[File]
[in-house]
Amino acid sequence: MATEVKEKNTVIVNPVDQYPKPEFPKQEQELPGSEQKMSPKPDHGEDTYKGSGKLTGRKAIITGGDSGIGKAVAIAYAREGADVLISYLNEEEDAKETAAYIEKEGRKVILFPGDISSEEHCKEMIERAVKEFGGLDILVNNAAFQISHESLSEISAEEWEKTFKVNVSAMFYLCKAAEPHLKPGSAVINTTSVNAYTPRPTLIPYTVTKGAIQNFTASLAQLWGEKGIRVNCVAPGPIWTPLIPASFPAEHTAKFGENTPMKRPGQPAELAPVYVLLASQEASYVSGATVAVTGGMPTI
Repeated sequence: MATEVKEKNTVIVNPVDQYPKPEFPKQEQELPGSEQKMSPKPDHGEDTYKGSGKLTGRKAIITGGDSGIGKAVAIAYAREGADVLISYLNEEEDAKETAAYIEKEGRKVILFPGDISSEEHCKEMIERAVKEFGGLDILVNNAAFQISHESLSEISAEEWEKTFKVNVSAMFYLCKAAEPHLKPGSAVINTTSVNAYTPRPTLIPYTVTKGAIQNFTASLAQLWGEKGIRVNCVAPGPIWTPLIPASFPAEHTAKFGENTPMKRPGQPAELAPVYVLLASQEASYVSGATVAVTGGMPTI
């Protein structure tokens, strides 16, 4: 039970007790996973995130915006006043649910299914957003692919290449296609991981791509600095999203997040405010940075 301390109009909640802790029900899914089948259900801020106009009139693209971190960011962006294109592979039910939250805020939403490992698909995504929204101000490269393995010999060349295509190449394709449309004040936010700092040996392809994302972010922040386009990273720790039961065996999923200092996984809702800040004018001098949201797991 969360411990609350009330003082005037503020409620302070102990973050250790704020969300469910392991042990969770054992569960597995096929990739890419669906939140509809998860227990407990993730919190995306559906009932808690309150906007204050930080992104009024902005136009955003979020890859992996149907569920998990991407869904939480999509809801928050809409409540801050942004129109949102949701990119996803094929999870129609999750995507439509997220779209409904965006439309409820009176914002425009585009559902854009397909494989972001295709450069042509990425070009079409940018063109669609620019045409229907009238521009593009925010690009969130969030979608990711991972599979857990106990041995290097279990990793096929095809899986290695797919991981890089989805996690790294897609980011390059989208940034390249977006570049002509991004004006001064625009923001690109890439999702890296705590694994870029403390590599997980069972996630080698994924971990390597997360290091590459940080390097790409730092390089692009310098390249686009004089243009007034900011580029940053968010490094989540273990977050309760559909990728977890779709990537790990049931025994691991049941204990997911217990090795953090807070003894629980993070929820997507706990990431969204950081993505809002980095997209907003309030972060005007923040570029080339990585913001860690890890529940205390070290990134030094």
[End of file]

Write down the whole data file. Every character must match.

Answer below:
[in-house]
Amino acid sequence: MATEVKEKNTVIVNPVDQYPKPEFPKQEQELPGSEQKMSPKPDHGEDTYKGSGKLTGRKAIITGGDSGIGKAVAIAYAREGADVLISYLNEEEDAKETAAYIEKEGRKVILFPGDISSEEHCKEMIERAVKEFGGLDILVNNAAFQISHESLSEISAEEWEKTFKVNVSAMFYLCKAAEPHLKPGSAVINTTSVNAYTPRPTLIPYTVTKGAIQNFTASLAQLWGEKGIRVNCVAPGPIWTPLIPASFPAEHTAKFGENTPMKRPGQPAELAPVYVLLASQEASYVSGATVAVTGGMPTI
Repeated sequence: MATEVKEKNTVIVNPVDQYPKPEFPKQEQELPGSEQKMSPKPDHGEDTYKGSGKLTGRKAIITGGDSGIGKAVAIAYAREGADVLISYLNEEEDAKETAAYIEKEGRKVILFPGDISSEEHCKEMIERAVKEFGGLDILVNNAAFQISHESLSEISAEEWEKTFKVNVSAMFYLCKAAEPHLKPGSAVINTTSVNAYTPRPTLIPYTVTKGAIQNFTASLAQLWGEKGIRVNCVAPGPIWTPLIPASFPAEHTAKFGENTPMKRPGQPAELAPVYVLLASQEASYVSGATVAVTGGMPTI
């Protein structure tokens, strides 16, 4: 039970007790996973995130915006006043649910299914957003692919290449296609991981791509600095999203997040405010940075 301390109009909640802790029900899914089948259900801020106009009139693209971190960011962006294109592979039910939250805020939403490992698909995504929204101000490269393995010999060349295509190449394709449309004040936010700092040996392809994302972010922040386009990273720790039961065996999923200092996984809702800040004018001098949201797991 969360411990609350009330003082005037503020409620302070102990973050250790704020969300469910392991042990969770054992569960597995096929990739890419669906939140509809998860227990407990993730919190995306559906009932808690309150906007204050930080992104009024902005136009955003979020890859992996149907569920998990991407869904939480999509809801928050809409409540801050942004129109949102949701990119996803094929999870129609999750995507439509997220779209409904965006439309409820009176914002425009585009559902854009397909494989972001295709450069042509990425070009079409940018063109669609620019045409229907009238521009593009925010690009969130969030979608990711991972599979857990106990041995290097279990990793096929095809899986290695797919991981890089989805996690790294897609980011390059989208940034390249977006570049002509991004004006001064625009923001690109890439999702890296705590694994870029403390590599997980069972996630080698994924971990390597997360290091590459940080390097790409730092390089692009310098390249686009004089243009007034900011580029940053968010490094989540273990977050309760559909990728977890779709990537790990049931025994691991049941204990997911217990090795953090807070003894629980993070929820997507706990990431969204950081993505809002980095997209907003309030972060005007923040570029080339990585913001860690890890529940205390070290990134030094």